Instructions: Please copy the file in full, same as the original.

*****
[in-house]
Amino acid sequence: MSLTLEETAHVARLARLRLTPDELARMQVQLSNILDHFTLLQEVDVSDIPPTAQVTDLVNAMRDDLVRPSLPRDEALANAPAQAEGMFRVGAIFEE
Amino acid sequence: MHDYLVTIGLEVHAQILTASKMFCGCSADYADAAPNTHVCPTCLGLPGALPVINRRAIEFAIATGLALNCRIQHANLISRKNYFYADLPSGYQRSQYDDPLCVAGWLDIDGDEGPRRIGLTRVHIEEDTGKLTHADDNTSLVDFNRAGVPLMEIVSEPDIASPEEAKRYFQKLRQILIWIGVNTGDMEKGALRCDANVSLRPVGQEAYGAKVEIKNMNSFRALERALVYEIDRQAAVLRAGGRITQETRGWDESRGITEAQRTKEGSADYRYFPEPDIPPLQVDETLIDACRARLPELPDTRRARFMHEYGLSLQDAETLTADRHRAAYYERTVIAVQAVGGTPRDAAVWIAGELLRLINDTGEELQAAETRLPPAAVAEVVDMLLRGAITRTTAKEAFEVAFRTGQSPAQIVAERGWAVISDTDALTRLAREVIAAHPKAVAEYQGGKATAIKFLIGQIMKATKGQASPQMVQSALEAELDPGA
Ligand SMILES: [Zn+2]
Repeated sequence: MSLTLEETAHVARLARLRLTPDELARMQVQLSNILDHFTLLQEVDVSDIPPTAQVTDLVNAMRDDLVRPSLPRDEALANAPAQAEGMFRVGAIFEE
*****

[in-house]
Amino acid sequence: MSLTLEETAHVARLARLRLTPDELARMQVQLSNILDHFTLLQEVDVSDIPPTAQVTDLVNAMRDDLVRPSLPRDEALANAPAQAEGMFRVGAIFEE
Amino acid sequence: MHDYLVTIGLEVHAQILTASKMFCGCSADYADAAPNTHVCPTCLGLPGALPVINRRAIEFAIATGLALNCRIQHANLISRKNYFYADLPSGYQRSQYDDPLCVAGWLDIDGDEGPRRIGLTRVHIEEDTGKLTHADDNTSLVDFNRAGVPLMEIVSEPDIASPEEAKRYFQKLRQILIWIGVNTGDMEKGALRCDANVSLRPVGQEAYGAKVEIKNMNSFRALERALVYEIDRQAAVLRAGGRITQETRGWDESRGITEAQRTKEGSADYRYFPEPDIPPLQVDETLIDACRARLPELPDTRRARFMHEYGLSLQDAETLTADRHRAAYYERTVIAVQAVGGTPRDAAVWIAGELLRLINDTGEELQAAETRLPPAAVAEVVDMLLRGAITRTTAKEAFEVAFRTGQSPAQIVAERGWAVISDTDALTRLAREVIAAHPKAVAEYQGGKATAIKFLIGQIMKATKGQASPQMVQSALEAELDPGA
Ligand SMILES: [Zn+2]
Repeated sequence: MSLTLEETAHVARLARLRLTPDELARMQVQLSNILDHFTLLQEVDVSDIPPTAQVTDLVNAMRDDLVRPSLPRDEALANAPAQAEGMFRVGAIFEE